I was introduced to church graffiti earlier this year when I innocently ‘discovered’ a number of scratched and incised images on the piers of St Bartholomew’s church, Orford. They were of course, so it transpired, well-known to local historians and the expert on such matters, Matthew Champion.* I attended a day-school he gave at Sutton Hoo which satisfied my curiosity about the ‘magic on the walls’, as he described it, and now, still full of wonder that I have spent my life visiting churches without seeing any of these images until this year, I look for them in every church I visit. Graffiti are in fact very common in churches and convey a great deal of information to those who can read them. I consciously stopped short at a ‘general knowledge’ level of interest so I am no expert but nevertheless find them intriguing and provocative.
*see Matthew Champion, Medieval Graffiti: the secret language of churches (Ebury Press, 2016)
This small sample of the many images in St. Bartholomew’s, Orford (first image), shows why:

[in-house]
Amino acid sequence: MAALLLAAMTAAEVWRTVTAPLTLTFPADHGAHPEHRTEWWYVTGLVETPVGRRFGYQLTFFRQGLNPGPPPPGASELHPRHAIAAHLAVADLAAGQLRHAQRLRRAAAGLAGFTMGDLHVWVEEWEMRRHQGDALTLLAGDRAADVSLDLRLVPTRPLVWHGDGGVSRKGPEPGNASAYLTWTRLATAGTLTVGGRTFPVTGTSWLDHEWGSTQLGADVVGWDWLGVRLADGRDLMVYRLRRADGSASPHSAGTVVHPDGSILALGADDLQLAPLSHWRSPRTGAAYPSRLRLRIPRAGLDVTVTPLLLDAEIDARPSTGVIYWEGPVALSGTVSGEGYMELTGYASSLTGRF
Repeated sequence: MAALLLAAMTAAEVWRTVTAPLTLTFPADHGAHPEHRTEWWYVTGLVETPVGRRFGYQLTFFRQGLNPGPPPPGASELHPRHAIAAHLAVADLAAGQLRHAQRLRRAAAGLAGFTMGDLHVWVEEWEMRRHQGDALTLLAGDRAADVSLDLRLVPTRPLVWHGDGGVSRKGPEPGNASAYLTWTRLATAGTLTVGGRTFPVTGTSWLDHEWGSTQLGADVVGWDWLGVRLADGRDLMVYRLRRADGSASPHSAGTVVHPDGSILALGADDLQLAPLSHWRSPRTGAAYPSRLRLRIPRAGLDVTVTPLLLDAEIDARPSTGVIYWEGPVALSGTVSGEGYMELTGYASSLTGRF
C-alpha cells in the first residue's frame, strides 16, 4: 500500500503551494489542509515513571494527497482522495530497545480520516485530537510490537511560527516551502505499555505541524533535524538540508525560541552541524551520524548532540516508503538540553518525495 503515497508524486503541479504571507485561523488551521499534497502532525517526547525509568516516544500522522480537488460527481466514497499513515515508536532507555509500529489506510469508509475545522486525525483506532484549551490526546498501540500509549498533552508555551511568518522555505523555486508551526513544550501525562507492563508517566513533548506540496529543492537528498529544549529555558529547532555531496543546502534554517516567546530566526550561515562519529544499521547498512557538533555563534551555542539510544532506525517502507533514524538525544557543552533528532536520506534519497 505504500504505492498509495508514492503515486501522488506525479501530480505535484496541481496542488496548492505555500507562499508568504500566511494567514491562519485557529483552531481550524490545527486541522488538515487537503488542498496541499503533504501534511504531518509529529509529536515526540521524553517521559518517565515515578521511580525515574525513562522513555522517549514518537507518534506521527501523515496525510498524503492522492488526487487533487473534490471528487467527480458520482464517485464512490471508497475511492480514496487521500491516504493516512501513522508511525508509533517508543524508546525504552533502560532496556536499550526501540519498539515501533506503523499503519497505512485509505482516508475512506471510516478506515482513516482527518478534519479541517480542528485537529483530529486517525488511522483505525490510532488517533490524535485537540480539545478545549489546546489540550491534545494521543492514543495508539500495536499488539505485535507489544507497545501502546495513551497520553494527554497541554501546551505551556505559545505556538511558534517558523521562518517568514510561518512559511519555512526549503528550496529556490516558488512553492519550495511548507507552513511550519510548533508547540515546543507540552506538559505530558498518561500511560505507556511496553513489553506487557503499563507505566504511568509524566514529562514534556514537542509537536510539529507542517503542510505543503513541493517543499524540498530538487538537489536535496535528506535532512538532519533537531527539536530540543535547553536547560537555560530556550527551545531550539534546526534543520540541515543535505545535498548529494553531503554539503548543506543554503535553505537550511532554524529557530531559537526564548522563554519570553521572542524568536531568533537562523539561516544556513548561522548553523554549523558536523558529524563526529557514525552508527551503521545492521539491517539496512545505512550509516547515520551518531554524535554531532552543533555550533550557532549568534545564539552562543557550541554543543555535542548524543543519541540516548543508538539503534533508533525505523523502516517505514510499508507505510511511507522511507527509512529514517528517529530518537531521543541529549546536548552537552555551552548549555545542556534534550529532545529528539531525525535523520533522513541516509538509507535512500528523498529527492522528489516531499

A round-bottomed, single-masted ship under sail, perhaps with a fore-sail, is shown in the image below. This is one of dozens of ships illustrated in St. Bartholomew’s, perhaps not surprising in the parish church of an important medieval port on the east coast; but the ‘ship image’ also occurs well inland elsewhere and can apparently become a symbol with meanings other than just of a local activity:
A finless fish:
Stand-alone figures like the first two here are in fact comparatively rare; most tableaux are a mixture of images, often overlying earlier ones. Many of the graffiti occur in apparently preferred places, used time and time again. Here, below, a deeply-engraved circular image, top right, is probably a mason’s mark. It overlooks a palimpsest of slighter engravings and scratches including a flat-keeled, clinker-built ship with near-vertical bowsprit which cuts through a ‘ladder-like’ diagram and is itself cut, bottom right, by a discontinuous, probably compass-drawn semi-circle.
The photograph below is of part of a larger palimpsest, clearly created over a long period by serious draughtsmen as well as many idle hands, perhaps through boring sermons. Goodness knows how many individual pieces lurk here amid this graphic complexity but the sudden appearance of ill-formed but modern letters is a timely reminder that almost certainly previous inscribers, using marks, symbols, sketches and doodles to express themselves, were illiterate.